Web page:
- Kenya Private Sector Alliance (Kepsa) wants an introduction of interest on all pending bills and hefty fines for non-compliance officers as it moves to compile the government to make it a criminal offense for government to delay payments.
- President Kenyatta has agreed to the fast-tracking of all pending payments and have a 60–day cap for payments included in next week’s Finance Bill.
- Prompt payments are expected to inject liquidity into the economy, enhance survival for SMEs and lower non-performing loans (NPLs).
If the minutes of a meeting between President Uhuru Kenyatta and Kenya Private Sector Alliance (Kepsa) see the light of the day then it would be the end of suppliers taken in circles by government officials and waiting for ages to get their due payments for services rendered and goods delivered.
Kepsa wants an introduction of interest on all pending bills and hefty fines for non-compliance officers as it moves to compile the government to make it a criminal offense for government to delay payments to suppliers beyond 60 days in a fresh bid to curb rising pending bills.
This and more recommendations are contained in the summary of a recent roundtable between President Uhuru and Kepsa representatives that could boost the fortunes of many small businesses hard hit by unpaid supplies in an environment of credit crunch.
The President saw sense in their grievances and agreed to the fast-tracking of all pending payments and have a 60–day cap for payments included in next week’s Finance Bill, the summary showed.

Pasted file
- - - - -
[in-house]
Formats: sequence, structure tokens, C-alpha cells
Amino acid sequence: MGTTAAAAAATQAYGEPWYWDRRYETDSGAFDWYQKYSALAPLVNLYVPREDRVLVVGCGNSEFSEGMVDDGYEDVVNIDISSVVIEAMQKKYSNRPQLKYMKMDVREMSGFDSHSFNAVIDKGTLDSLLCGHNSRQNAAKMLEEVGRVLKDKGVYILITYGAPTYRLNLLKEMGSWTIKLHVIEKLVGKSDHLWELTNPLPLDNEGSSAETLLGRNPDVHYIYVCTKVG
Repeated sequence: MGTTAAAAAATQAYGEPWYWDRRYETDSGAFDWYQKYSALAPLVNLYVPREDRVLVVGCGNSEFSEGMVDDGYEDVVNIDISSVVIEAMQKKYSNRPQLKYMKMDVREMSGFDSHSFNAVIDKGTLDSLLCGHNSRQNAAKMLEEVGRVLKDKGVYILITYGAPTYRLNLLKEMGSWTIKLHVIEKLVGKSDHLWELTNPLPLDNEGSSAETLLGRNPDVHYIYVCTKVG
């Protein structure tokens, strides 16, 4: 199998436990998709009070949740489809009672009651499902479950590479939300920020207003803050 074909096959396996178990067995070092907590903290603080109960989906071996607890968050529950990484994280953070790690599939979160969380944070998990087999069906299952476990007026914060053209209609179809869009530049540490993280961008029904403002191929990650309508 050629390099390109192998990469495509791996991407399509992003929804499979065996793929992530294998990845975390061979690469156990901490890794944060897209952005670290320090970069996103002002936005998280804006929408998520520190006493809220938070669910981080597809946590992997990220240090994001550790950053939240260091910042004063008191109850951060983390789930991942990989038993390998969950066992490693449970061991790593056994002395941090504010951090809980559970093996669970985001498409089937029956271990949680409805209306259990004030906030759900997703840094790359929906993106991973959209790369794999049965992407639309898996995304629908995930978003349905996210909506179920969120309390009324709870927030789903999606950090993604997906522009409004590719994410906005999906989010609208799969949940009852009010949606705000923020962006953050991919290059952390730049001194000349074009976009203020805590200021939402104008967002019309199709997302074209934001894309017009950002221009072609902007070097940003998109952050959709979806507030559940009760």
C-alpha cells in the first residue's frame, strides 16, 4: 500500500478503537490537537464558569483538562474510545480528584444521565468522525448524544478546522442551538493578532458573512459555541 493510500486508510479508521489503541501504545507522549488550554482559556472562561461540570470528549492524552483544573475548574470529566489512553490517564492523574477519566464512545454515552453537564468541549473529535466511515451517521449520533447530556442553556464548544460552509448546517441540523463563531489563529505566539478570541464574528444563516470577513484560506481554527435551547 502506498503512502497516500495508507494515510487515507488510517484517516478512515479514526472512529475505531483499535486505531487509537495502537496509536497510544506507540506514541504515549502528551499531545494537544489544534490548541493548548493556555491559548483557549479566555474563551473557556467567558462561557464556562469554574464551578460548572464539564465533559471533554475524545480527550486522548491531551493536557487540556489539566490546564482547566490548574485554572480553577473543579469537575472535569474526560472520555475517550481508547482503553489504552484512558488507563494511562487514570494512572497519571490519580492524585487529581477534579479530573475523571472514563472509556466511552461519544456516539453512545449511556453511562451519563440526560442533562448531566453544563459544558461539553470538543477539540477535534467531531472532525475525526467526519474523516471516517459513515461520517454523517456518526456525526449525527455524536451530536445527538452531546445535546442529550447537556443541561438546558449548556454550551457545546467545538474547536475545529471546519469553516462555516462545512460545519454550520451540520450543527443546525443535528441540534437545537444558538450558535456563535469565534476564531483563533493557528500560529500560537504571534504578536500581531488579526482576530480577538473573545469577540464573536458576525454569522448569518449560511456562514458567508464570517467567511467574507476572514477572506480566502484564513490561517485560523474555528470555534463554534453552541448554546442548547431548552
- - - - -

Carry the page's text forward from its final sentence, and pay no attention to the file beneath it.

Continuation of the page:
The Finance Bill will also make it a criminal offence for any government official to intentionally divert funds meant to settle suppliers.
If adopted, this will mean business transactions between private sector and government will be settled promptly starting 2019/2020 financial year that starts next month with legal action taken against State officials who defy it.
Prompt payments are expected to inject liquidity into the economy, enhance survival for SMEs and lower non-performing loans (NPLs).
As of April 2019, Banking sector’s NPLs stood at 12.9% compared to 12.8% in February, with Central Bank of Kenya (CBK) governor Patrick Njoroge citing the State’s pending bill as part of the drivers.
“Prompt settlement of delayed payments by government and private sector entities will curtail a further increase in NPLs and support economic growth,” Dr. Njoroge said in last week’s Monetary Policy Statement.
Findings by the 2018 enterprise survey for Kenya had approximated that 12 percent of the 1,001 firms surveyed have had a contract with the government that was in arrears.
Similarly, according to a recent World Bank analysis, which warned that the government’s snail pace payment procedure was strangling the Kenyan economy by limiting liquidity flow, found out that the total value of pending bills rose from 0.9 percent of the gross domestic product (GDP) in financial year 2015/16 to 1.6 percent in the 2017/18 fiscal period.
To show good faith President Uhuru last Saturday directed that all pending payments that do not have audit queries be cleared by June 30.
The latest bid comes at a time when the private sector, already faced with credit crunch, is owed billions of shillings by the government for services rendered and goods supplied.
For instance, the 47 counties had by end of last financial year in June 2018 accumulated Sh108.41 billion ($1.084 billion) claims from contractors and suppliers, a steep climb from Sh35.84 billion the year before, according to the office of Controller of Budget data.